There’s nothing particularly innovative about user journeys, but your audiences’ path through your site will be better enabled by being more progressive with movement. Imagine a museum. Curators don’t want visitors to just see: they want them to stop, feel and make connections. Maps, audio books and signs are engineered to inspire all that. It’s the same in the digital space: every movement and micro-interaction is an alert, cue or piece of signposting that helps your audiences respond. It’s a truism of product design that humans see movement as an unconscious ‘action’ sign: it invites all of us to investigate. This calls for closely engineering motion at key moments of each journey. 

5. Get a handle on (the right) tech


As our expectations for motion, movement and micro-interactions increase, so does the data burden. The risk is reduced performance that pushes audiences away and threatens your place in Google search rankings. 

Make sure you have access to approaches that make movement more intrinsic (enshrining it within a site through a code framework). It means you’ll be able to imitate the kinds of graphics you might expect in the gaming world, for example, while lightening the data burden and keeping load times manageable. 

6. Experiment. Test. Learn. Repeat.


All-too-often website builds are big beasts: heavy, onerous long-term projects that update a dotcom at considerable cost – and, when complete, they’re typically under-invested in until they’re obviously obsolete again. 

This way of working is inadequate in an age where both technology and audience demands are evolving rapidly. A more agile approach to these kinds of projects, paired with an ‘always on’ attitude to continuous improvement, removes the boom-and-bust cycle and helps a site stay relevant, all the time. 

Where movement is concerned, it also fosters a ‘safer’ environment for change. Big waterfall-style projects can attach considerable risk to new approaches and reduce opportunities to put mistakes right. Thinking more nimbly and facilitating experimentation will reduce the ‘cost’ of inevitable early errors – and help you keep pace with evolving needs.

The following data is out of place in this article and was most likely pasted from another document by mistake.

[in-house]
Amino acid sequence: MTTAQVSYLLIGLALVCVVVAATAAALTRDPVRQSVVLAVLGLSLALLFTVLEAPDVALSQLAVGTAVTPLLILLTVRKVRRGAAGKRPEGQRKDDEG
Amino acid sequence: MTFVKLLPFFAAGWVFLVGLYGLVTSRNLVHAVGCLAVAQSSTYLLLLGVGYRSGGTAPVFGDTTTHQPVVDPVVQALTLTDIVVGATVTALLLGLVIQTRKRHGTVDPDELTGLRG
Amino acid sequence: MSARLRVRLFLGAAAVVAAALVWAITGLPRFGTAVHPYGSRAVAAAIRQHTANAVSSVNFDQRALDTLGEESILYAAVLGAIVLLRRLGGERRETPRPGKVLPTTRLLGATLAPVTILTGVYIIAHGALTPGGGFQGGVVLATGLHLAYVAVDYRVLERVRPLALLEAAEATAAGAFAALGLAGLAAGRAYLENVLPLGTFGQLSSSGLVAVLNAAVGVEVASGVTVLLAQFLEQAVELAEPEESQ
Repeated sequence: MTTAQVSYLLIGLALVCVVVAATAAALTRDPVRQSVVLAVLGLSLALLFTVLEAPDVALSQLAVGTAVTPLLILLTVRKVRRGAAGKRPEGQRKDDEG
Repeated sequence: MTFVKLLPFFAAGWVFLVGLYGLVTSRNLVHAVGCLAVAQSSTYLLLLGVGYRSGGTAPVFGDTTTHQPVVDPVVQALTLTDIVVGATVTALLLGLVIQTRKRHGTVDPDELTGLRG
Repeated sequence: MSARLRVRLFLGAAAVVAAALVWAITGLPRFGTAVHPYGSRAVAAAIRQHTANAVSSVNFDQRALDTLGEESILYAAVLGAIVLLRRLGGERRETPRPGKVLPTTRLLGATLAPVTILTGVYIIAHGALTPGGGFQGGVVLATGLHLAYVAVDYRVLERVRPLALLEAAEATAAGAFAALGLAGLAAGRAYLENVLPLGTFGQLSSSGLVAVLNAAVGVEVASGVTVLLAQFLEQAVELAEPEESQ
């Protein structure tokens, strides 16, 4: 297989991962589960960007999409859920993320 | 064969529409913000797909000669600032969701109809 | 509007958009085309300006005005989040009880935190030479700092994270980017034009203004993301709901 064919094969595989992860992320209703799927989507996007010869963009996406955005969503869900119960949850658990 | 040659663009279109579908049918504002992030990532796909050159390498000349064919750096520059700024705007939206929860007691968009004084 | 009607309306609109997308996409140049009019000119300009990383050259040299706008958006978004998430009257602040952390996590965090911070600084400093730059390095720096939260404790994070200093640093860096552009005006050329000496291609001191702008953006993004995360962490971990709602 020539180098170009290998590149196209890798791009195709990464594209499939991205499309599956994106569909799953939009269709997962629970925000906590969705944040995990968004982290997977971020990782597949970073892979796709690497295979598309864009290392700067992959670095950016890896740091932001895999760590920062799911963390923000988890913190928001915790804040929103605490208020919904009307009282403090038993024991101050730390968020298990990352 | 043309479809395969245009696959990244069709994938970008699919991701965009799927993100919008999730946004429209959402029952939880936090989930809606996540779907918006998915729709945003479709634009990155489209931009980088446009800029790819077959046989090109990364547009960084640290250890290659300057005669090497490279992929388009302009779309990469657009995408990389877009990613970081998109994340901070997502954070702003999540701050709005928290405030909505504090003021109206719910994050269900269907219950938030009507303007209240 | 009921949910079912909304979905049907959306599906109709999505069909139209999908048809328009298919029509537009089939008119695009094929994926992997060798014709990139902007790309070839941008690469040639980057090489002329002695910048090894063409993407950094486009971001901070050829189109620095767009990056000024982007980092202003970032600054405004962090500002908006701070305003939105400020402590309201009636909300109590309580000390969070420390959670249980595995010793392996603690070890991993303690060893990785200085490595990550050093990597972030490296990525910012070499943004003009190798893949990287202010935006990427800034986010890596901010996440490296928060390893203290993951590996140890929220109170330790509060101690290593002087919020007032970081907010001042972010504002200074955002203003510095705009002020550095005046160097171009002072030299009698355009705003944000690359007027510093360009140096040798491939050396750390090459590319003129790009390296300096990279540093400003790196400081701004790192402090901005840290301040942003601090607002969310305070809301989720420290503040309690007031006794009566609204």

Wrapping up


In a world where the first ten seconds a user spends on your site is make or break, integrating movement is a no brainer. It offers immediate differentiation, boosts effectiveness, and has huge potential to nurture deeper, more productive connections between your audiences and brand. 

Doing it well, however, requires an end to viewing movement as a piece of tactical execution, or a toy to ‘buy in’. It needs to be finely engineered in response to a digitally-coherent brand. The quicker companies embrace this way of thinking, the better: we stand on the precipice of huge leaps forward in immersive technologies set to redefine how we all interact with the world. Today’s clearest thinkers on movement will be tomorrow’s fast-movers - and have huge advantage baked-in.



If you want to learn more about website motion, or have a digital project you'd like to discuss, get in touch. We'd love to chat.